must contain at least one letter. The requirement to contain at
least one letter is to disallow Service Names such as "80" or
"6000-6063", which could be misinterpreted as port numbers or port
number ranges. While both uppercase and lowercase letters may be
used for mnemonic clarity, case is ignored for comparison purposes,
so the strings "HTTP" and "http" refer to the same service.
Wise selection of a Service Name is important, and the choice is not
always as obvious as it may appear.
In many cases, the Service Name merely names and refers to the on-
the-wire message format and semantics being used. FTP is "ftp", IPP
printing is "ipp", and so on.
However, it is common to "borrow" an existing protocol and repurpose
it for a new task. This is entirely sensible and sound engineering
practice, but that doesn't mean that the new protocol is providing
the same semantic service as the old one, even if it borrows the same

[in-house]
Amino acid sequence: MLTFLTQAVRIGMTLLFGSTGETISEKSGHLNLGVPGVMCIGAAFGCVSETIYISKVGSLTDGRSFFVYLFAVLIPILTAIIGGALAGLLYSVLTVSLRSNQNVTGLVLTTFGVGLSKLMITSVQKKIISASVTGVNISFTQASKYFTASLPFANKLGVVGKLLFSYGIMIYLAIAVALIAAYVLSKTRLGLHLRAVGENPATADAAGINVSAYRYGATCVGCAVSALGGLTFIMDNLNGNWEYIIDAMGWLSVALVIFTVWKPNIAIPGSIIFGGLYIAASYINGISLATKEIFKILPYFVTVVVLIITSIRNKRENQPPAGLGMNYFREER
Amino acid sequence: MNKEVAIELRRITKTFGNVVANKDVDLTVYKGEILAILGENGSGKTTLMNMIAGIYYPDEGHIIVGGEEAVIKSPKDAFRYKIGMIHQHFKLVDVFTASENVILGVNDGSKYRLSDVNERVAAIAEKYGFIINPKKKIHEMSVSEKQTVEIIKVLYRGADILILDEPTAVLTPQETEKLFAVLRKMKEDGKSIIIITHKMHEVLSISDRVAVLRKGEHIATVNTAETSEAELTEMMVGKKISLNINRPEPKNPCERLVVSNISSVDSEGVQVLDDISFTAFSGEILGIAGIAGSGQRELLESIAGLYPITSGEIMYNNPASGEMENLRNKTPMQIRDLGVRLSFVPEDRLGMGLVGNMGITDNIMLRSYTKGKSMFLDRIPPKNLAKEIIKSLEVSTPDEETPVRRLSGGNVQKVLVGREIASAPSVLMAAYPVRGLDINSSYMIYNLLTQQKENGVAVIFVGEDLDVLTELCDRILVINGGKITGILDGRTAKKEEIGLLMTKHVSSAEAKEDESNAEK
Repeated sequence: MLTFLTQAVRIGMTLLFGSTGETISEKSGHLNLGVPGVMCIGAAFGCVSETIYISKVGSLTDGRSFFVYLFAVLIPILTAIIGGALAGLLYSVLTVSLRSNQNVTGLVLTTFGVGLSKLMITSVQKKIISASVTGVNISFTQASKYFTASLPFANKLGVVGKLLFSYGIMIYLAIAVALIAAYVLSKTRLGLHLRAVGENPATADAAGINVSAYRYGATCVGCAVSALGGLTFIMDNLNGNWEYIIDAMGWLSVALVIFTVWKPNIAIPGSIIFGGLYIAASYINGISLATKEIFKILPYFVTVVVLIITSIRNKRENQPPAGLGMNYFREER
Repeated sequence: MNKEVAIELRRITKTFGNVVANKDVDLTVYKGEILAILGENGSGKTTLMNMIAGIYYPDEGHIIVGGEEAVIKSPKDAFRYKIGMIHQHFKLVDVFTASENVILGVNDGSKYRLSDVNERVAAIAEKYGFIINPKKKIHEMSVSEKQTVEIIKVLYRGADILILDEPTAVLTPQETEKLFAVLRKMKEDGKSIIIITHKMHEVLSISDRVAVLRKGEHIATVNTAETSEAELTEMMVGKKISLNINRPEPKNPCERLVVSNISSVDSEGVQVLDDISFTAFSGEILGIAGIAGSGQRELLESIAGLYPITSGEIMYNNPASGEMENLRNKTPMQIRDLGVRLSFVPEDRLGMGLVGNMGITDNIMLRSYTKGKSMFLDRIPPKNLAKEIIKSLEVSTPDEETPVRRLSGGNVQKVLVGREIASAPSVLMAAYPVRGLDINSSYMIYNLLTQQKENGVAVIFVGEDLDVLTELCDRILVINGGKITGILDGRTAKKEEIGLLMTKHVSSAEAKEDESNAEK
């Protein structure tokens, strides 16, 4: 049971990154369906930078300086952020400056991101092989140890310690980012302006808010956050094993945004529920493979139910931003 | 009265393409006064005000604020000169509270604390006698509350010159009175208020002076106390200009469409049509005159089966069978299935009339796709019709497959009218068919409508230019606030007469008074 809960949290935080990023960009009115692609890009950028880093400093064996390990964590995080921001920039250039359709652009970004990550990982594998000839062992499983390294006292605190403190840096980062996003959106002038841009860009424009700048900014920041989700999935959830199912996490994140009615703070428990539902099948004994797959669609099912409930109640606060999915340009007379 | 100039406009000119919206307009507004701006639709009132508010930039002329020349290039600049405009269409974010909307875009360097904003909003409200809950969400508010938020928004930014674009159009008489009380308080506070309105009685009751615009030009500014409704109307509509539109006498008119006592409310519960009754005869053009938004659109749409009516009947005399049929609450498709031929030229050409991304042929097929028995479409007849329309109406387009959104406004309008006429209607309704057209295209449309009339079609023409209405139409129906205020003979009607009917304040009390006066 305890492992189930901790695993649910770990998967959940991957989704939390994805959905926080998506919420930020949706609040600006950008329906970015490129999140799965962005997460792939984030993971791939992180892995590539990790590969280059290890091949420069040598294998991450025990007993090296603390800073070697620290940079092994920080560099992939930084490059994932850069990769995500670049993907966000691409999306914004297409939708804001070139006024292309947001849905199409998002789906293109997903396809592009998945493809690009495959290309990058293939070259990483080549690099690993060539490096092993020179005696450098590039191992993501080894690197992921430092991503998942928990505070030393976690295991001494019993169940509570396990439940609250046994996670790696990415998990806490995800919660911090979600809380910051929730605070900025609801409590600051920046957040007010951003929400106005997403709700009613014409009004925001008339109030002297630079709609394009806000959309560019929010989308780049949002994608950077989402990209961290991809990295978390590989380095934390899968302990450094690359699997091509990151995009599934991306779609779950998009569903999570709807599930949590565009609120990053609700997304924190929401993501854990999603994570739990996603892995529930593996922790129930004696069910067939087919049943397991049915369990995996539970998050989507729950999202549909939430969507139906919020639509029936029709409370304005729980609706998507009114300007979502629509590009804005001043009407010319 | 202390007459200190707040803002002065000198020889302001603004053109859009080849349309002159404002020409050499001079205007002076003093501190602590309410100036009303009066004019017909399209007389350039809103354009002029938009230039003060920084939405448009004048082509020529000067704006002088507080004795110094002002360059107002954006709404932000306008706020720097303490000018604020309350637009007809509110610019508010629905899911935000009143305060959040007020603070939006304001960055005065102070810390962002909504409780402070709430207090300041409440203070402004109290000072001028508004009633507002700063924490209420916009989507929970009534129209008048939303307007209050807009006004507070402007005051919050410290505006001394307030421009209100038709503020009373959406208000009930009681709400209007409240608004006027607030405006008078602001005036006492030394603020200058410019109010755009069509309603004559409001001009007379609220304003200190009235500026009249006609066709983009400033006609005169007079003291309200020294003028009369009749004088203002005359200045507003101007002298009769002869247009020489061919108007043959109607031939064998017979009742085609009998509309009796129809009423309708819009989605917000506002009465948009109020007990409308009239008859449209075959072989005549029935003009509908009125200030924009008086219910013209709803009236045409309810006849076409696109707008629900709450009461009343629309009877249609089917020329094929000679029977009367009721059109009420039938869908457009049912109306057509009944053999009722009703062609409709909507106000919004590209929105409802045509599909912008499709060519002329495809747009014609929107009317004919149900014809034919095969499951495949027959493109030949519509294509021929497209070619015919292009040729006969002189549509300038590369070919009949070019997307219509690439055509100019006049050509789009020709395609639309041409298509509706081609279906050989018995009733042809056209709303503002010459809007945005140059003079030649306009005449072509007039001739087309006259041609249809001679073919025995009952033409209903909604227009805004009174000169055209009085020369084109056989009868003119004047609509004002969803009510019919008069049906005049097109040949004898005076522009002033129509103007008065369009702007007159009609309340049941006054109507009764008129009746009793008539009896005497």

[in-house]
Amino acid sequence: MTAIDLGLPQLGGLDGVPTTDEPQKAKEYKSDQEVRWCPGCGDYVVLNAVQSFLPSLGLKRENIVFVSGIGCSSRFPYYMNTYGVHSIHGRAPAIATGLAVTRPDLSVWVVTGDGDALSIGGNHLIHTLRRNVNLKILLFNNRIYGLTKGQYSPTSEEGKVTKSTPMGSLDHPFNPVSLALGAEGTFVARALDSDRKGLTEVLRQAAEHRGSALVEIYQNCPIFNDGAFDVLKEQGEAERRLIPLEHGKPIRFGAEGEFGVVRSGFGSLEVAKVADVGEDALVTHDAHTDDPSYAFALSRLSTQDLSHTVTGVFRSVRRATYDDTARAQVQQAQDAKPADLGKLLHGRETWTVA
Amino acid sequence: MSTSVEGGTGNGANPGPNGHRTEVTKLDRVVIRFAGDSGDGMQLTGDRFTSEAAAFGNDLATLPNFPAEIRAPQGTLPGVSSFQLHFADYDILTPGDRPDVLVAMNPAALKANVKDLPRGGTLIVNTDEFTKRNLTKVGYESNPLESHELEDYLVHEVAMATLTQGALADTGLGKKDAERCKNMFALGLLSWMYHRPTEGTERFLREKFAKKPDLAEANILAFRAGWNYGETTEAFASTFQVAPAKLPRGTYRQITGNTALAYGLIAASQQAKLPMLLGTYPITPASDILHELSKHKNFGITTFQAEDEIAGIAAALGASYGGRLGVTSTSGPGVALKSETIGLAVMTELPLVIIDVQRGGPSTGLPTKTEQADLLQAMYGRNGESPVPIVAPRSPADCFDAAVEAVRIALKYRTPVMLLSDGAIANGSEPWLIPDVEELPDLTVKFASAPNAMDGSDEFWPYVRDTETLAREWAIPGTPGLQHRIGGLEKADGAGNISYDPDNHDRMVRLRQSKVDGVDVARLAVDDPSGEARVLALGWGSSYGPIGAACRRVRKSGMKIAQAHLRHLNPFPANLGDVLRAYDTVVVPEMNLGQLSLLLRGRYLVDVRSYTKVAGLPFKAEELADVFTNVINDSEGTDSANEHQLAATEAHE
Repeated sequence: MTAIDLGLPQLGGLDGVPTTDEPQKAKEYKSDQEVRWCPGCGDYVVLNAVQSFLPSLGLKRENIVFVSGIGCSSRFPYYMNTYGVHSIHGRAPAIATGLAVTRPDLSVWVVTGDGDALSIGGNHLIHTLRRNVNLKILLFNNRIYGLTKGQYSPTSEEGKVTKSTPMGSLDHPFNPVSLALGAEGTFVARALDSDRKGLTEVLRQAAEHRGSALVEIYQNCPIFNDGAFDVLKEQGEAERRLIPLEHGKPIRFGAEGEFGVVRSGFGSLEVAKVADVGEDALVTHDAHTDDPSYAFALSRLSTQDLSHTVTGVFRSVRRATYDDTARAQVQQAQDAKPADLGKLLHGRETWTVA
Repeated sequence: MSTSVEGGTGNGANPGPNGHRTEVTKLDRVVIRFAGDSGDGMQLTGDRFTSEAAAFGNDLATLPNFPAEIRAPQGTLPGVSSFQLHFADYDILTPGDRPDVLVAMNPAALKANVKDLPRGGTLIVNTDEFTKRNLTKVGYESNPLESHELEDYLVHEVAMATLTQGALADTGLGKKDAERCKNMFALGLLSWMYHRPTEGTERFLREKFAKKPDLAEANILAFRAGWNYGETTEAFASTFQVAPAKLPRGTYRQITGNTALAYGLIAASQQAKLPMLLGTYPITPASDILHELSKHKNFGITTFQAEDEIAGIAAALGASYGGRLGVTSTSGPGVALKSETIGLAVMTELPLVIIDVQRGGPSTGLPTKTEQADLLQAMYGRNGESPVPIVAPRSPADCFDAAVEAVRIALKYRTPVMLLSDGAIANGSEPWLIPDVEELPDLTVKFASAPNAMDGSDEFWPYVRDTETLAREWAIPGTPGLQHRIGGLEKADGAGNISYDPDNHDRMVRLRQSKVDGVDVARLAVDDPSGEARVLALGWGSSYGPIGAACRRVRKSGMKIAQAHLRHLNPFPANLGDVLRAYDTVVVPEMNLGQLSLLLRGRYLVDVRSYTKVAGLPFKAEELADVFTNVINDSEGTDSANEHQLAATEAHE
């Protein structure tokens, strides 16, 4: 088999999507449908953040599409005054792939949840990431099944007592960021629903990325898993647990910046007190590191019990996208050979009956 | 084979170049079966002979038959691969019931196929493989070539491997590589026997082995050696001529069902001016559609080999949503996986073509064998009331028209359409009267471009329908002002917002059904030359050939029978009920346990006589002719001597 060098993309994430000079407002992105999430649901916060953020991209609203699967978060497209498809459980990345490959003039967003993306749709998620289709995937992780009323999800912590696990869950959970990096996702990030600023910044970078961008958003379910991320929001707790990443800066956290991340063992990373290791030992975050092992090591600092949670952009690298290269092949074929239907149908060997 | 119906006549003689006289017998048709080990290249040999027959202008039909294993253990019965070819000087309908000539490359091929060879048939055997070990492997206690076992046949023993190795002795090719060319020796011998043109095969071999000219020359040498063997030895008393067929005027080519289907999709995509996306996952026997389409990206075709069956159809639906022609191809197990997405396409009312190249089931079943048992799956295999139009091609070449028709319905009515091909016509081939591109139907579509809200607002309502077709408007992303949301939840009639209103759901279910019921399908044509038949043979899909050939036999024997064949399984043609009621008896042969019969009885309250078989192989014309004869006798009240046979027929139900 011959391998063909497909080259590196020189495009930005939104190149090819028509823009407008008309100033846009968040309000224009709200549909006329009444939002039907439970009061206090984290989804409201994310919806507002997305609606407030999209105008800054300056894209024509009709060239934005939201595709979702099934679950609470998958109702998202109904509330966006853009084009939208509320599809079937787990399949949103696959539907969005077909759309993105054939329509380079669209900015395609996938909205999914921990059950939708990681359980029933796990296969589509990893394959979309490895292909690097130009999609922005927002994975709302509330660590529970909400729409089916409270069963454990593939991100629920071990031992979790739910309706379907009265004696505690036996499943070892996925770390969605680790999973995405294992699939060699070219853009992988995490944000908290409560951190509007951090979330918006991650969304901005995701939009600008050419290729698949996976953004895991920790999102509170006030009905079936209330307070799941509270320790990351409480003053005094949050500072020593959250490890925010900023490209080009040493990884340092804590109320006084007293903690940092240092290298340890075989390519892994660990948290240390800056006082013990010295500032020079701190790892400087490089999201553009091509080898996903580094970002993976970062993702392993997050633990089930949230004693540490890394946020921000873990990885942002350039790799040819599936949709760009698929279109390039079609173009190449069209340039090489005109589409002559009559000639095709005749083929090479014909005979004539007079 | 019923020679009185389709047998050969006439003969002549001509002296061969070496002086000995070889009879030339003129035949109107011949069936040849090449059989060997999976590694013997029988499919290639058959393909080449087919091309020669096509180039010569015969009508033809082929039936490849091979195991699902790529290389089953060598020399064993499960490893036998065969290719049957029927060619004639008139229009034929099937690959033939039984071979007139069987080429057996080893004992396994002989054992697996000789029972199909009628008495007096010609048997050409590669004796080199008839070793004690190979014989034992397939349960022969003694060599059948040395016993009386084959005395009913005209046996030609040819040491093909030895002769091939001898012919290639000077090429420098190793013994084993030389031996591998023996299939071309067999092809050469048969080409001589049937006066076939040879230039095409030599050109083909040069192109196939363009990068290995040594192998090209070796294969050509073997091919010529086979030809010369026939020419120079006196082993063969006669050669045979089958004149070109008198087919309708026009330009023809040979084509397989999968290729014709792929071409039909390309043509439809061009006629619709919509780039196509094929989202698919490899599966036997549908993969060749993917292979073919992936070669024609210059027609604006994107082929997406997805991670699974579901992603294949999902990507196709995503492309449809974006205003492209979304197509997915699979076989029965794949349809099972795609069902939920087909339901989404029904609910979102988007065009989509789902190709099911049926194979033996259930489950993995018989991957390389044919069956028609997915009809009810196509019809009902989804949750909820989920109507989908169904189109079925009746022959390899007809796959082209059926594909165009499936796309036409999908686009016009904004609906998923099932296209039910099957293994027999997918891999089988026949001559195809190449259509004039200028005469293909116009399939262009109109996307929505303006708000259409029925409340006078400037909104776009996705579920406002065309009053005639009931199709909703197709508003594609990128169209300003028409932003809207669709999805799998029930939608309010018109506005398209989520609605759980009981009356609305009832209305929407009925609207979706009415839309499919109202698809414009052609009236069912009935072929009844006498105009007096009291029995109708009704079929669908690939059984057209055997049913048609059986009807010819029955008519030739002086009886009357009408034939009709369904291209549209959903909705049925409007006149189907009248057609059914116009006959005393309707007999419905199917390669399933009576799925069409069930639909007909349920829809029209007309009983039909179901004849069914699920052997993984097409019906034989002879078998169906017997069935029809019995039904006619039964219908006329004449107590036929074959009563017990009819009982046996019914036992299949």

message formats. For example, the network music sharing protocol
implemented by iTunes on Macintosh and Windows is built upon "HTTP
GET" commands. However, that does *not* mean that it is sensible or
useful to try to access one of these music servers by connecting to
it with a standard web browser. Consequently, the DNS-SD service
advertised (and browsed for) by iTunes is "_daap._tcp" (Digital Audio
Access Protocol), not "_http._tcp".
If iTunes were to advertise that it offered "_http._tcp" service,
that would cause iTunes servers to appear in conventional web
browsers (Safari, Camino, OmniWeb, Internet Explorer, Firefox,
Chrome, etc.), which is of little use since an iTunes music library
offers no HTML pages containing human-readable content that a web
browser could display.
Equally, if iTunes were to browse for "_http._tcp" service, that
would cause it to discover generic web servers, such as the embedded
web servers in devices like printers, which is of little use since
printers generally don't have much music to offer.
Analogously, Sun Microsystems's Network File System (NFS) is built on
top of Sun Microsystems's Remote Procedure Call (Sun RPC) mechanism,
but that doesn't mean it makes sense for an NFS server to advertise
that it provides "Sun RPC" service. Likewise, Microsoft's Server